(adsbygoogle = window.adsbygoogle || []).push({}); This is the problem (exact wording):

An infinitely long rod is being rotated in a vertical plane at a constant angular velocity w about a fixed horizontal axis (the z-axis) passing through the origin. The angular velocity is maintained at the value w for all times by an external agent. At t = 0 the rod passes through zero-inclination, i.e., q = 0 at t = 0 where q is the angle the rod makes with the x-axis. There is a mass m on the rod. The mass' coordinates and velocity components at t=0 are

[tex] r(0) = \frac{g}{2 \omega^2} [/tex]

[tex] \theta(0) = 0 [/tex]

[tex] \dot{r}(0) = 0 [/tex]

[tex] \dot{\theta}(0) = \omega [/tex]

where g is the acceleration due to gravity. The mass m is free to slide along the rod. Neglect friction. Hint: Recall that in plane polar coordinates the unit vectors and are not constant.

http://electron6.phys.utk.edu/phys594/archives/mechanics/images/1997m/Image509.gif [Broken]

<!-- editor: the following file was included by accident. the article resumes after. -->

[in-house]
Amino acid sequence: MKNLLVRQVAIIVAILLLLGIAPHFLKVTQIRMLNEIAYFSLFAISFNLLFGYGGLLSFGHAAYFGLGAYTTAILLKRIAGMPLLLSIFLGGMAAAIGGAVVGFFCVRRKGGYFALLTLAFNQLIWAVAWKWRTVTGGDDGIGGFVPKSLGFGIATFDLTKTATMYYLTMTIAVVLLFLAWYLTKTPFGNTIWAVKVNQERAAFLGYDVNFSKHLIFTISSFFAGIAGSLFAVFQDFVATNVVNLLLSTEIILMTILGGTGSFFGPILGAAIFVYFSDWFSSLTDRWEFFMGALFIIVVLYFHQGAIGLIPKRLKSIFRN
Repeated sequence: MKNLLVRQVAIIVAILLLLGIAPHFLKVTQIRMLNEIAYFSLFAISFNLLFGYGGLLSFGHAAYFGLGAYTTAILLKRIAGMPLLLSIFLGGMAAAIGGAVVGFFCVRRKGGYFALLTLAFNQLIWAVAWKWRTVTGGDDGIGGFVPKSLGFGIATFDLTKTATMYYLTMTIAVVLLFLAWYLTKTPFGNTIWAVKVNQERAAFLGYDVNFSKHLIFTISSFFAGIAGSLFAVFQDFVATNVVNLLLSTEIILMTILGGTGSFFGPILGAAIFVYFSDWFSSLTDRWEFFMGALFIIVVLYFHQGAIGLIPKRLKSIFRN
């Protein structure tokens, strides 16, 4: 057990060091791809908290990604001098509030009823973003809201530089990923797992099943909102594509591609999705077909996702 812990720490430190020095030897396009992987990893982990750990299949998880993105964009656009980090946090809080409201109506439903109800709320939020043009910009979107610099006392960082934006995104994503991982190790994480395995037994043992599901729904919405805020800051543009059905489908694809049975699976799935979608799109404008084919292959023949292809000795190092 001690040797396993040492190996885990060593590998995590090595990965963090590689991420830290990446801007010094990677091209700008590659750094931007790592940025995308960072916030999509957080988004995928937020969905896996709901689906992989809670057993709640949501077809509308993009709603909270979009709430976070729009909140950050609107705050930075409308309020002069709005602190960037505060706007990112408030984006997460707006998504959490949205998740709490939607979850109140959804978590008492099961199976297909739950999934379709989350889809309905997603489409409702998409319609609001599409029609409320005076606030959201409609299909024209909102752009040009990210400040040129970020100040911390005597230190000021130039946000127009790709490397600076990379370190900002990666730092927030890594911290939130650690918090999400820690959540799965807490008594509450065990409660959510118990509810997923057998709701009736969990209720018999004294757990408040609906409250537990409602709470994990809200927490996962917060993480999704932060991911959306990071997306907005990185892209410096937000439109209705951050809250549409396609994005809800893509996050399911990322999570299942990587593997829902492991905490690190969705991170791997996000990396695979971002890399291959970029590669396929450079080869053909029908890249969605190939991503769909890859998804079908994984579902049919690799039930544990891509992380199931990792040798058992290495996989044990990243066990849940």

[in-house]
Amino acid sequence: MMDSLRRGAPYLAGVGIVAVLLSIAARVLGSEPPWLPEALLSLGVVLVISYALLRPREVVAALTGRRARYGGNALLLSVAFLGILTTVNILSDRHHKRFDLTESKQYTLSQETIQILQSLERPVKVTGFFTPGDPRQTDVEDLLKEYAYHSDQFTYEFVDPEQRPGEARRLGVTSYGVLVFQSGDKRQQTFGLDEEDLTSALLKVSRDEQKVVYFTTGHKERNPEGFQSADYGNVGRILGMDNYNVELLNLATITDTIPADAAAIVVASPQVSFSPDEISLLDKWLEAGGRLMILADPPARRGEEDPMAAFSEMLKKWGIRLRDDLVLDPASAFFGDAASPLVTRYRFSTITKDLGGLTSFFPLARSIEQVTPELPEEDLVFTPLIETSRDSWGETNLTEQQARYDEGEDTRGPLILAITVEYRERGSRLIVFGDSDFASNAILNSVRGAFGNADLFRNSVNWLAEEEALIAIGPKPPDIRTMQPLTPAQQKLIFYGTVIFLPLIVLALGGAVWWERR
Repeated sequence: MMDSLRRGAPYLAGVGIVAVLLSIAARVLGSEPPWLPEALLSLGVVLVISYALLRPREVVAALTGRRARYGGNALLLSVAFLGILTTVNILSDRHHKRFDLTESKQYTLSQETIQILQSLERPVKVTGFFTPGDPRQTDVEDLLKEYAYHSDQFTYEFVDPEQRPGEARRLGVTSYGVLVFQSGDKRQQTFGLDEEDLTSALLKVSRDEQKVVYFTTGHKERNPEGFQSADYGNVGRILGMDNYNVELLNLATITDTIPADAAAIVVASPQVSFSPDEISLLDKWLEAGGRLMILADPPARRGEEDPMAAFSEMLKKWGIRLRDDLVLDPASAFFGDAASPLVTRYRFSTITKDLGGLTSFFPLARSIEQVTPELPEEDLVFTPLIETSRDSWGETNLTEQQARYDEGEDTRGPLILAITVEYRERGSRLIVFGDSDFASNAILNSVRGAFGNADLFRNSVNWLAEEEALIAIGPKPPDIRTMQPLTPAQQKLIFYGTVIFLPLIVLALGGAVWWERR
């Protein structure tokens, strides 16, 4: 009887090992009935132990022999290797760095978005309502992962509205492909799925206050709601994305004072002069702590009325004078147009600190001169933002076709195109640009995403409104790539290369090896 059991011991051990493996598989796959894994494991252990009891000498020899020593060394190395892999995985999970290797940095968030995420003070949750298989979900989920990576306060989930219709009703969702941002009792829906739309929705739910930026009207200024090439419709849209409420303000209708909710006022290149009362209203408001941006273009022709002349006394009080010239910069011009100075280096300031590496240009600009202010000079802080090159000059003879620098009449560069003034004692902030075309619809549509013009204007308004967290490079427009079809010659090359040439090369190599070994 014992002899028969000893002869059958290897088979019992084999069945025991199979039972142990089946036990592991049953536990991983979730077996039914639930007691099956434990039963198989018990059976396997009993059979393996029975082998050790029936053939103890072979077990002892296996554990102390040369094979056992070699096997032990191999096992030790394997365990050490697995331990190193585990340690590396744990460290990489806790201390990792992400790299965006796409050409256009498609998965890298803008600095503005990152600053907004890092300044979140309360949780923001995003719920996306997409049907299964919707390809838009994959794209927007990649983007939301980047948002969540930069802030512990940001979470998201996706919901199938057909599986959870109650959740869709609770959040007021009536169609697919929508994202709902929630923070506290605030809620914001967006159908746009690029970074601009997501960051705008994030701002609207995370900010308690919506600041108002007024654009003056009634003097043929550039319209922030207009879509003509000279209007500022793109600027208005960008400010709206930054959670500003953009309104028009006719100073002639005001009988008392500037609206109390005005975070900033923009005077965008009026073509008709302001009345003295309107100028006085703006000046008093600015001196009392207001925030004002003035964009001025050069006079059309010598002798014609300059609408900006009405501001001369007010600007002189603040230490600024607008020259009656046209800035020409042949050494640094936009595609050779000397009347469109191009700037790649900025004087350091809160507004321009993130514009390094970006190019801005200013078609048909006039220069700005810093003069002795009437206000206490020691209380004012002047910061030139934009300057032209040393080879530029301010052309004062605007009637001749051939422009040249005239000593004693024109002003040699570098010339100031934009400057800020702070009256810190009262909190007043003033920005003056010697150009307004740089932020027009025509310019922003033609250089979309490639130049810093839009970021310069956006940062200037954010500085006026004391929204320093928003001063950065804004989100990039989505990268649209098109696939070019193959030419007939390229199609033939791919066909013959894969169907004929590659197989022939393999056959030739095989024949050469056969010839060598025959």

(a) Find an expression for r(t), the radial coordinate of the mass, which holds as long as the mass remains on the rod.

This is what I tried:

Let T be the kinetic energy of the 'system', so that in polar coordinates,

[tex] T = \frac{1}{2}m(\dot{r}^2 + r^2\dot{\theta}^2) = \frac{1}{2}m(\dot{r}^2 + r^2\omega^2) [/tex]. (I wasn't given the expression for the speed, so had to derive it from first principles, so it is right?)

Let U be the potential energy of the system, so that:

[tex] U = mgrsin\theta = mgrsin(\omega t) [/tex]

Therefore, the Lagranian is:

L = T - U, so: [tex] L = \frac{1}{2}m(\dot{r}^2 + r^2\omega^2) - mgrsin(\omega t) [/tex]

[tex] \frac{d}{dt} ( \frac{\partial L }{\partial \dot{r}} ) = \frac{\partial L}{\partial r} [/tex], so:

[tex] m \ddot{r} = mr\omega^2 - mgsin(\omega t) [/tex]

My last question is this: To solve the problem, do I need to solve this differential equation? If so, how? - I've had an attempt, but I'm quite sure that my answer is wrong. I won't post it on here unless someone wants to see it. I've never actually solved a second order differential equation before (first order, yes). Thanks in advance.

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# Homework Help: Lagrangian Problem that I'm stuck on.

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